Furthermore, the septum consists of RV and LV fibres. If the hypertrophy of RV fibres is not much more than the LV fibres’ hypotrophy due to the adaptational process, the measurement of the absolute volumes of the septal muscle mass by MRI cannot reveal this effect and may mask the septal RV fibres’ hypertrophy.

Nevertheless, further larger studies will have to prove or disprove our assumption of a disproportionate hypertrophy of the septal RV fibres.

The pattern of IVS movement was not dependent on the presence or absence of pulmonary stenosis. This is contradictory to the results of a previous study that reported a commitment of the IVS to the LV in the presence of a pulmonary stenosis [33]. One reason for this discrepancy might be differences in the study cohorts. The cited study also included 21 patients with a congenitally corrected TGA, who have a different physiology of the systemic right ventricle compared with patients with d-TGA after atrial switch.

LV-MMI was not different between the patients with positive and non-positive septal movement, thereby emphasising that positive septal movement is not simply the absence of LV hypertrophy (e.g., in pulmonary hypertension). Since the myocardial septum is a structural part of both the RV and the LV, remodelling in the LV portion may compensate or even exceed the hypertrophy of the RV portion, resulting in equal or impaired IVS-MMI compared with that of the controls. However, the RV portion of the IVS is difficult to obtain separately in standard CMR because it contains a thin compacted layer and many trabeculations [34]. Modern techniques such as CMR diffusion tensor imaging will provide deeper insights into the myocardial fibre architecture of the IVS and the phenomenon of positive septal movement in patients after atrial switch [35].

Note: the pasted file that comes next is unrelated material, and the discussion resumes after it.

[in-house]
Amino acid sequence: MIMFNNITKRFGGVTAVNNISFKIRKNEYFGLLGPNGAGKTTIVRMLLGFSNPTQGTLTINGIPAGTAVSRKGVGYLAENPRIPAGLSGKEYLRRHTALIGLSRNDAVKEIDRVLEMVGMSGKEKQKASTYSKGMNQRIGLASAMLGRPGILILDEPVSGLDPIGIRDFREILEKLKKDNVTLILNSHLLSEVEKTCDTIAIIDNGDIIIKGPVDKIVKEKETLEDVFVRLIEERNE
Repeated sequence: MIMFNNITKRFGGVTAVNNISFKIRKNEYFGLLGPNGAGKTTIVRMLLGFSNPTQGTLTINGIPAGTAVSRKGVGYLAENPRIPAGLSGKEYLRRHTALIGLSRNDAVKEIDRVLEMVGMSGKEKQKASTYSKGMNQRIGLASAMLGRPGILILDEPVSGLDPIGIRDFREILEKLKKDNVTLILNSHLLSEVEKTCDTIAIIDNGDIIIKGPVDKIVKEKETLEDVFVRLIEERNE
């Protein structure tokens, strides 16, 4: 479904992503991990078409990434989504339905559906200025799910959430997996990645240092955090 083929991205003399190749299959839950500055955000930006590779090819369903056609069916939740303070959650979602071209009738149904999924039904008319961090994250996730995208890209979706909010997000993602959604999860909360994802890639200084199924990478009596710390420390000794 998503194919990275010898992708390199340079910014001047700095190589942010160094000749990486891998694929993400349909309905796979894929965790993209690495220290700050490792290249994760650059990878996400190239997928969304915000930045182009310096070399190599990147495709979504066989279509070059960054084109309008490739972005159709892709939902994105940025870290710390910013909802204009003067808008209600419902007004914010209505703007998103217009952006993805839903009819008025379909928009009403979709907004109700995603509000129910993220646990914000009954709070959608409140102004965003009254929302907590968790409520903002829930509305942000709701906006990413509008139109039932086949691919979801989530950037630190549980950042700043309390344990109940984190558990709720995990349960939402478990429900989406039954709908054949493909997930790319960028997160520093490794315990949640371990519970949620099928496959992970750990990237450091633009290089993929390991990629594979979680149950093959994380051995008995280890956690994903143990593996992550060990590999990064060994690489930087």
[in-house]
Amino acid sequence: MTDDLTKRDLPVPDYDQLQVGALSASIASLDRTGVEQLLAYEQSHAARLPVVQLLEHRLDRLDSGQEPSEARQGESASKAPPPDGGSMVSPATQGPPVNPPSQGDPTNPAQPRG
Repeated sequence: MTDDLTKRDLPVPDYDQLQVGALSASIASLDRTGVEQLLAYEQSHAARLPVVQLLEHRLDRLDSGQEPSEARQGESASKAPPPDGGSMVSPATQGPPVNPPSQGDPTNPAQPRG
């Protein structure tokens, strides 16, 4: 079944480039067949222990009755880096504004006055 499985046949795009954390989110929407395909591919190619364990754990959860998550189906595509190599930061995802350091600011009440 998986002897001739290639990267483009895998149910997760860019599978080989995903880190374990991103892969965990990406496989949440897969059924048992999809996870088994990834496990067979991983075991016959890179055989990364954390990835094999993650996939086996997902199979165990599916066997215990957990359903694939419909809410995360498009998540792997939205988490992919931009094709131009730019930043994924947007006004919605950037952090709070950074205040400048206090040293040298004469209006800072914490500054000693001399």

Systemic RV compared with systemic LV and pulmonary RV